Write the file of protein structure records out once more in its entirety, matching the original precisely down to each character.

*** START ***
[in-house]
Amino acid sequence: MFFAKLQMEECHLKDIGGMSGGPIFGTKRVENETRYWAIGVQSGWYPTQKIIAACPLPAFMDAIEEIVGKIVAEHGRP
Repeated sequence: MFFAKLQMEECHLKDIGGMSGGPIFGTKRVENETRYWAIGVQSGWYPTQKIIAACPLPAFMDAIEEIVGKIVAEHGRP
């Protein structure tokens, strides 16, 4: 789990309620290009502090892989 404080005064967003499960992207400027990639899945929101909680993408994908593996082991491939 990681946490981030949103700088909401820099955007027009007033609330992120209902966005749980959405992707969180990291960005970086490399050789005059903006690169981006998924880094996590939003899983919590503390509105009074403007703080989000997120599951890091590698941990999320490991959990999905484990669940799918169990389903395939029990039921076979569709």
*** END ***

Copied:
[in-house]
Amino acid sequence: MFFAKLQMEECHLKDIGGMSGGPIFGTKRVENETRYWAIGVQSGWYPTQKIIAACPLPAFMDAIEEIVGKIVAEHGRP
Repeated sequence: MFFAKLQMEECHLKDIGGMSGGPIFGTKRVENETRYWAIGVQSGWYPTQKIIAACPLPAFMDAIEEIVGKIVAEHGRP
């Protein structure tokens, strides 16, 4: 789990309620290009502090892989 404080005064967003499960992207400027990639899945929101909680993408994908593996082991491939 990681946490981030949103700088909401820099955007027009007033609330992120209902966005749980959405992707969180990291960005970086490399050789005059903006690169981006998924880094996590939003899983919590503390509105009074403007703080989000997120599951890091590698941990999320490991959990999905484990669940799918169990389903395939029990039921076979569709």